Artists and writers who have long pushed for more freedoms in Cuba are among those who have been harassed, interrogated, summarily tried and imprisoned following a sweeping wave of protests on the island on 11 July. Around 500 people have been arrested, according to local activists who have been keeping a spreadsheet of those reported missing, prompting Human Rights Watch to raise an alarm about the government’s “brutal repression” and Pen International to condemn the Cuban state “for muzzling independent thought, action, and ideas”.
The government has targeted several artists who have been vocal critics of the Cuban government through their work. They include many of the creators involved in the influential music video Patria y Vida, including the photographer and video artist Anyelo Troya, who was arrested and sentenced today to a year in prison, the artist Luis Manuel Otero Alcántara, of the San Isidro Movement, who has been accused of crimes including “public disorder” and “resistance” and was recently transferred to a maximum security prison in Guanajay, and the rapper Maykel Osorbo, who has been jailed for more than two months.
In June, the artist Hamlet Lavastida was arrested after returning to Cuba from an artist residency in Germany, and remains in a maximum security prison in Villa Marista. And the artist Tania Bruguera was interrogated by police for more than 11 hours yesterday, and then charged with plotting to overthrow the government, collaborating with Lavastida on anti-government performances, and organising a meeting with the National Democratic Institute. She was released under house arrest, with officers routinely stationed outside her home.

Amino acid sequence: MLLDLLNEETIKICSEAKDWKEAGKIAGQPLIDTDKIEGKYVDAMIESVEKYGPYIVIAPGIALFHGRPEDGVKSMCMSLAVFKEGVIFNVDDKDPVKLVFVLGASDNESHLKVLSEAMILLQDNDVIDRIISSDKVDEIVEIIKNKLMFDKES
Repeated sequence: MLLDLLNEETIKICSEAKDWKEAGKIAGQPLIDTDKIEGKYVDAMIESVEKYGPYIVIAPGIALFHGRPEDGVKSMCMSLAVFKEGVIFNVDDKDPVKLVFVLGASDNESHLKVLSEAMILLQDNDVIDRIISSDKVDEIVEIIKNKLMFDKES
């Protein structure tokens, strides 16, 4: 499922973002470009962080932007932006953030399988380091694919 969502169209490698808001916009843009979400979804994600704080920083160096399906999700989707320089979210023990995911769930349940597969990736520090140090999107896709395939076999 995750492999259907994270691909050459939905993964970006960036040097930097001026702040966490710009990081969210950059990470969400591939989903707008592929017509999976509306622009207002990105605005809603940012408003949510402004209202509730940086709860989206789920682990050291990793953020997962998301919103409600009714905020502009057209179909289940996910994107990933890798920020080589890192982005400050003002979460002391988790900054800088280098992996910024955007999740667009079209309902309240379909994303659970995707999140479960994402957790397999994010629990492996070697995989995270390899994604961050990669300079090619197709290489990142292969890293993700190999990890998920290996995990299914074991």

“There are mothers that don’t know where their children are,” Bruguera told Politico in an interview this week. “I heard from a friend that saw one of our friends being held in a jail. His nose was broken and his ribs were bruised. His mother went and they wouldn’t let her see him.” Bruguera adds that the government has been pressuring family members to remove any videos or photos from the protests from social media, so as not to contradict the official stance that the protests were spearheaded by US-backed agitators, rather than ordinary Cuban citizens fed up with poor living conditions. “The government doesn’t want to take responsibility … for the consequences of the decisions it has made,” Bruguera says. “So, they’re trying to find an external enemy.”
Calling for an end to the harassment by police and the release of artists and writer, Pen International says: “The Cuban government insists on its decades-old repression, but Cuba is changing. Thousands of Cubans are overcoming their fear of the government. Governments committed to human rights and democracy in the Americas and Europe should make it clear to [President] Díaz-Canel that the Cuban government will no longer get away with brutal crackdowns and trying to hide abuses with censorship.”